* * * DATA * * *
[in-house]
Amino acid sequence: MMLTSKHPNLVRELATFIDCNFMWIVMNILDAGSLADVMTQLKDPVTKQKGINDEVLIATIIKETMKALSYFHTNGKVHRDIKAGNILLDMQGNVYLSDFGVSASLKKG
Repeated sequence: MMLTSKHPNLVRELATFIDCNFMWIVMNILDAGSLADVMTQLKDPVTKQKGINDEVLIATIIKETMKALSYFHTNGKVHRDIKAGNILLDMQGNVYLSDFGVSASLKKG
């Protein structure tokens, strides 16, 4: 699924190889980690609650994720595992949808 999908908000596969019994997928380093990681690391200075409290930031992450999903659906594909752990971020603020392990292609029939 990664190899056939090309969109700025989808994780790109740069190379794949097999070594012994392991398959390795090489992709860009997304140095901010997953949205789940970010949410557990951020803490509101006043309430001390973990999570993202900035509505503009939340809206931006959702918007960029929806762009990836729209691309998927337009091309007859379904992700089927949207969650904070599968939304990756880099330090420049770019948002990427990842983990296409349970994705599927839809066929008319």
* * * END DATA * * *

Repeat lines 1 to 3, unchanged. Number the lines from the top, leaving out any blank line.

[in-house]
Amino acid sequence: MMLTSKHPNLVRELATFIDCNFMWIVMNILDAGSLADVMTQLKDPVTKQKGINDEVLIATIIKETMKALSYFHTNGKVHRDIKAGNILLDMQGNVYLSDFGVSASLKKG
Repeated sequence: MMLTSKHPNLVRELATFIDCNFMWIVMNILDAGSLADVMTQLKDPVTKQKGINDEVLIATIIKETMKALSYFHTNGKVHRDIKAGNILLDMQGNVYLSDFGVSASLKKG